LONDON.- The Turner Prize returns to Tate Britain after it launched Liverpools Capital of Culture at Tate Liverpool in 2007. The artists are Runa Islam, Mark Leckey, Goshka Macuga and Cathy Wilkes whose work will be on view starting on Tuesday September 30.
The Turner Prize award is £40,000 with £25,000 going to the winner and £5,000 each for the other shortlisted artists. The Prize, established in 1984, is awarded to a British artist under fifty for an outstanding exhibition or other presentation of their work in the twelve months preceding 6 May 2008. It is intended to promote public discussion of new developments in contemporary British art and is widely recognised as one of the most important and prestigious awards for the visual arts in Europe.
The winner will be announced at Tate Britain on 1 December 2008 during a live broadcast by Channel 4.
For her solo exhibition Centre of Gravity at Bergen Kunsthall, Bergen and NationalMuseum of Art, Oslo and the presentation of her work at Venice Biennale 2007 for the continuing development of a unique visual language in her films. Islam creates closely choreographed films with open ended narratives that are analytical and emotionally charged.
Mark Leckey has been nominated for his solo exhibitions Industrial Light & Magic at Le Consortium, Dijon, and Resident at Kölnischer Kunstverein, Cologne, which combine sculpture, film, sound and performance. With wit and originality, Leckey continues to find new genres through which to communicate his fascination with contemporary culture.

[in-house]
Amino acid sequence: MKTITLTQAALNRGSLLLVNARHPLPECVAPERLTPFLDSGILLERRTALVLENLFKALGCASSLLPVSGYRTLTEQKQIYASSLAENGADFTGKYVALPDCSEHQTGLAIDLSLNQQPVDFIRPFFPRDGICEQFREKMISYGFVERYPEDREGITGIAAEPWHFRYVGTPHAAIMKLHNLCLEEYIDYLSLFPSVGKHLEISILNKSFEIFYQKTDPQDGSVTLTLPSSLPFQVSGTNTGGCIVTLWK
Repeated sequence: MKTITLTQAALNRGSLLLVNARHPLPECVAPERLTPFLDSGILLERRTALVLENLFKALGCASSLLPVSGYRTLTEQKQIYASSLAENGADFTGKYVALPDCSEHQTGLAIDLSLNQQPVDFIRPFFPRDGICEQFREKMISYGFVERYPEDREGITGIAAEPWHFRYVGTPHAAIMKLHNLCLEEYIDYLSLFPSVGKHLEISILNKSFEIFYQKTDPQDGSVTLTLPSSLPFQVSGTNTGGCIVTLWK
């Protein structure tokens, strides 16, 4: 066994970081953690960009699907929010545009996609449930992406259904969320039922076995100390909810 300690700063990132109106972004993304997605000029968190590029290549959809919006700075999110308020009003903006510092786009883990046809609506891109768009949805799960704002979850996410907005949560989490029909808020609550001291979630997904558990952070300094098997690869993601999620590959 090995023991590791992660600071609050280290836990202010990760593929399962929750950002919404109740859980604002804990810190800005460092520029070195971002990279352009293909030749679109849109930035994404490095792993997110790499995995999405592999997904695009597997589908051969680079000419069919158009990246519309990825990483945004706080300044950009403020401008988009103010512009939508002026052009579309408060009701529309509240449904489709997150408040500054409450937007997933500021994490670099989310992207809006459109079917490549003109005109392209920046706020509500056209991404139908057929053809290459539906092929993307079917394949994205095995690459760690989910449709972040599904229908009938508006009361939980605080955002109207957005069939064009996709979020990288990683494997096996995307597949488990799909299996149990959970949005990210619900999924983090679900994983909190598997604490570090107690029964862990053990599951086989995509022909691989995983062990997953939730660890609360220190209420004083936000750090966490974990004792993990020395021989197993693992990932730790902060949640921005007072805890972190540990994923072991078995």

For her solo exhibition Objects in Relation, Art Now at Tate Britain and her contribution to the 5th Berlin Biennial for Contemporary Art for her carefully staged, mixed-media installations in which she draws on the conventions of the historical archive and exhibition making. Enacting a form of cultural archaeology, Macuga enlists the collaboration of artists past and present in dramatic environments that suggest new narratives and associations.
For her solo exhibition at Milton Keynes Gallery, that showed her personal approach to figurative sculpture. Through rigorous, highly charged arrangements of commonplace objects and materials, Wilkes has developed an articulate and eloquent vocabulary that touches on issues of femininity and sexuality.